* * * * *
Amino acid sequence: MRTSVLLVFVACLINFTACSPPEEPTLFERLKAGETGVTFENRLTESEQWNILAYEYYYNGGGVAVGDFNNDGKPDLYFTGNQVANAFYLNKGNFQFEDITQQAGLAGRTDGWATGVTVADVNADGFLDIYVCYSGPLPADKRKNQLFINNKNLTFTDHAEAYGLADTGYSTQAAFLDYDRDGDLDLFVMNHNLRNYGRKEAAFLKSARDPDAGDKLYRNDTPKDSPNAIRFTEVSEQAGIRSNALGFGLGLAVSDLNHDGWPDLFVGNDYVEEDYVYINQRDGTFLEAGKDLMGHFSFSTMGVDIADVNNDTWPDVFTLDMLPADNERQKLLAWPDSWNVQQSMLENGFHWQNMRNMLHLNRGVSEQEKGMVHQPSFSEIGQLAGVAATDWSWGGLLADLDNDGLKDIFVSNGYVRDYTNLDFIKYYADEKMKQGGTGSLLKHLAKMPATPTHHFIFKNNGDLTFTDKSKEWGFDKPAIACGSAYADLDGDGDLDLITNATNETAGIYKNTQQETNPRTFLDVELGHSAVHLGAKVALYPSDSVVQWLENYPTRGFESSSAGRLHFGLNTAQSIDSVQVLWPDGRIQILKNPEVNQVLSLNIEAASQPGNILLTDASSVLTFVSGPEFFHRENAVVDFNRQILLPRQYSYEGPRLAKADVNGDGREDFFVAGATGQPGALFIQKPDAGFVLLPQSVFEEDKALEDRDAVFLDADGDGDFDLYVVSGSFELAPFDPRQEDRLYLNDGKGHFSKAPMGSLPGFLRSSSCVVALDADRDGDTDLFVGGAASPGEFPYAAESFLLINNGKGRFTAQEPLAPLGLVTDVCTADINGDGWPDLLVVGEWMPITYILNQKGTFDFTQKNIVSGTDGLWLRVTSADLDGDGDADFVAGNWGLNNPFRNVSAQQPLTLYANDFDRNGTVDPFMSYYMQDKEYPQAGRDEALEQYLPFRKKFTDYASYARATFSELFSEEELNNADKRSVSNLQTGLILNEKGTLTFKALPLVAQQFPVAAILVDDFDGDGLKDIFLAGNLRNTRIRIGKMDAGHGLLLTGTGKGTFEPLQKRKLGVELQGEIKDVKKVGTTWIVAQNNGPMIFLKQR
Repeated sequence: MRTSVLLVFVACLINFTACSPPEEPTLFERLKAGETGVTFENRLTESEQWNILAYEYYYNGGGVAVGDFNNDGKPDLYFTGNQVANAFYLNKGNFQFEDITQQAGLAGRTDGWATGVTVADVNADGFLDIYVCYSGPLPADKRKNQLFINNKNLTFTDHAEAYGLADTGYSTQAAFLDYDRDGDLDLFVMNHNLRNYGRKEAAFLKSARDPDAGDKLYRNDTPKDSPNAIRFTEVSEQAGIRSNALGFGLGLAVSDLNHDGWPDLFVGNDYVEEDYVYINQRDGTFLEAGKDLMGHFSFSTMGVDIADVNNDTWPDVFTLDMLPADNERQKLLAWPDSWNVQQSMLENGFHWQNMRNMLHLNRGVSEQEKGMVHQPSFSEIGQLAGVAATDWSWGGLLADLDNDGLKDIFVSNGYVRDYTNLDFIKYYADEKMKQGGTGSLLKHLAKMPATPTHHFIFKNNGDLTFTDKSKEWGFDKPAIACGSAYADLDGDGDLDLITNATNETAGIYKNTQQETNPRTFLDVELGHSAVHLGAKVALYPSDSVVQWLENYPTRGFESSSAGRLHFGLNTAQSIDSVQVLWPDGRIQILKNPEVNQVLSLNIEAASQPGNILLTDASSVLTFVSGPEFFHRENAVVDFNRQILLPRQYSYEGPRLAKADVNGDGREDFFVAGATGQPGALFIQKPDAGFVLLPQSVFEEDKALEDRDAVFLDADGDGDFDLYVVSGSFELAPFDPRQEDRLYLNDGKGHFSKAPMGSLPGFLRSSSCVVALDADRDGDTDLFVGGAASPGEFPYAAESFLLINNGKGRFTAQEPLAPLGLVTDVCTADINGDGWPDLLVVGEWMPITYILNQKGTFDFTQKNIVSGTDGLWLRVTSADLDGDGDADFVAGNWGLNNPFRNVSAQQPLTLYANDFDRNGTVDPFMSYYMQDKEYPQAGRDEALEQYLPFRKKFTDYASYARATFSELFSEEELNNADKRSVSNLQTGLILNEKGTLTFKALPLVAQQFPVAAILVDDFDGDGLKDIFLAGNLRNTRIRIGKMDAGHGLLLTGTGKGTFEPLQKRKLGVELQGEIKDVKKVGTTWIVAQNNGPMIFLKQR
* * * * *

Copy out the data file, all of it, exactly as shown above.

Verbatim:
Amino acid sequence: MRTSVLLVFVACLINFTACSPPEEPTLFERLKAGETGVTFENRLTESEQWNILAYEYYYNGGGVAVGDFNNDGKPDLYFTGNQVANAFYLNKGNFQFEDITQQAGLAGRTDGWATGVTVADVNADGFLDIYVCYSGPLPADKRKNQLFINNKNLTFTDHAEAYGLADTGYSTQAAFLDYDRDGDLDLFVMNHNLRNYGRKEAAFLKSARDPDAGDKLYRNDTPKDSPNAIRFTEVSEQAGIRSNALGFGLGLAVSDLNHDGWPDLFVGNDYVEEDYVYINQRDGTFLEAGKDLMGHFSFSTMGVDIADVNNDTWPDVFTLDMLPADNERQKLLAWPDSWNVQQSMLENGFHWQNMRNMLHLNRGVSEQEKGMVHQPSFSEIGQLAGVAATDWSWGGLLADLDNDGLKDIFVSNGYVRDYTNLDFIKYYADEKMKQGGTGSLLKHLAKMPATPTHHFIFKNNGDLTFTDKSKEWGFDKPAIACGSAYADLDGDGDLDLITNATNETAGIYKNTQQETNPRTFLDVELGHSAVHLGAKVALYPSDSVVQWLENYPTRGFESSSAGRLHFGLNTAQSIDSVQVLWPDGRIQILKNPEVNQVLSLNIEAASQPGNILLTDASSVLTFVSGPEFFHRENAVVDFNRQILLPRQYSYEGPRLAKADVNGDGREDFFVAGATGQPGALFIQKPDAGFVLLPQSVFEEDKALEDRDAVFLDADGDGDFDLYVVSGSFELAPFDPRQEDRLYLNDGKGHFSKAPMGSLPGFLRSSSCVVALDADRDGDTDLFVGGAASPGEFPYAAESFLLINNGKGRFTAQEPLAPLGLVTDVCTADINGDGWPDLLVVGEWMPITYILNQKGTFDFTQKNIVSGTDGLWLRVTSADLDGDGDADFVAGNWGLNNPFRNVSAQQPLTLYANDFDRNGTVDPFMSYYMQDKEYPQAGRDEALEQYLPFRKKFTDYASYARATFSELFSEEELNNADKRSVSNLQTGLILNEKGTLTFKALPLVAQQFPVAAILVDDFDGDGLKDIFLAGNLRNTRIRIGKMDAGHGLLLTGTGKGTFEPLQKRKLGVELQGEIKDVKKVGTTWIVAQNNGPMIFLKQR
Repeated sequence: MRTSVLLVFVACLINFTACSPPEEPTLFERLKAGETGVTFENRLTESEQWNILAYEYYYNGGGVAVGDFNNDGKPDLYFTGNQVANAFYLNKGNFQFEDITQQAGLAGRTDGWATGVTVADVNADGFLDIYVCYSGPLPADKRKNQLFINNKNLTFTDHAEAYGLADTGYSTQAAFLDYDRDGDLDLFVMNHNLRNYGRKEAAFLKSARDPDAGDKLYRNDTPKDSPNAIRFTEVSEQAGIRSNALGFGLGLAVSDLNHDGWPDLFVGNDYVEEDYVYINQRDGTFLEAGKDLMGHFSFSTMGVDIADVNNDTWPDVFTLDMLPADNERQKLLAWPDSWNVQQSMLENGFHWQNMRNMLHLNRGVSEQEKGMVHQPSFSEIGQLAGVAATDWSWGGLLADLDNDGLKDIFVSNGYVRDYTNLDFIKYYADEKMKQGGTGSLLKHLAKMPATPTHHFIFKNNGDLTFTDKSKEWGFDKPAIACGSAYADLDGDGDLDLITNATNETAGIYKNTQQETNPRTFLDVELGHSAVHLGAKVALYPSDSVVQWLENYPTRGFESSSAGRLHFGLNTAQSIDSVQVLWPDGRIQILKNPEVNQVLSLNIEAASQPGNILLTDASSVLTFVSGPEFFHRENAVVDFNRQILLPRQYSYEGPRLAKADVNGDGREDFFVAGATGQPGALFIQKPDAGFVLLPQSVFEEDKALEDRDAVFLDADGDGDFDLYVVSGSFELAPFDPRQEDRLYLNDGKGHFSKAPMGSLPGFLRSSSCVVALDADRDGDTDLFVGGAASPGEFPYAAESFLLINNGKGRFTAQEPLAPLGLVTDVCTADINGDGWPDLLVVGEWMPITYILNQKGTFDFTQKNIVSGTDGLWLRVTSADLDGDGDADFVAGNWGLNNPFRNVSAQQPLTLYANDFDRNGTVDPFMSYYMQDKEYPQAGRDEALEQYLPFRKKFTDYASYARATFSELFSEEELNNADKRSVSNLQTGLILNEKGTLTFKALPLVAQQFPVAAILVDDFDGDGLKDIFLAGNLRNTRIRIGKMDAGHGLLLTGTGKGTFEPLQKRKLGVELQGEIKDVKKVGTTWIVAQNNGPMIFLKQR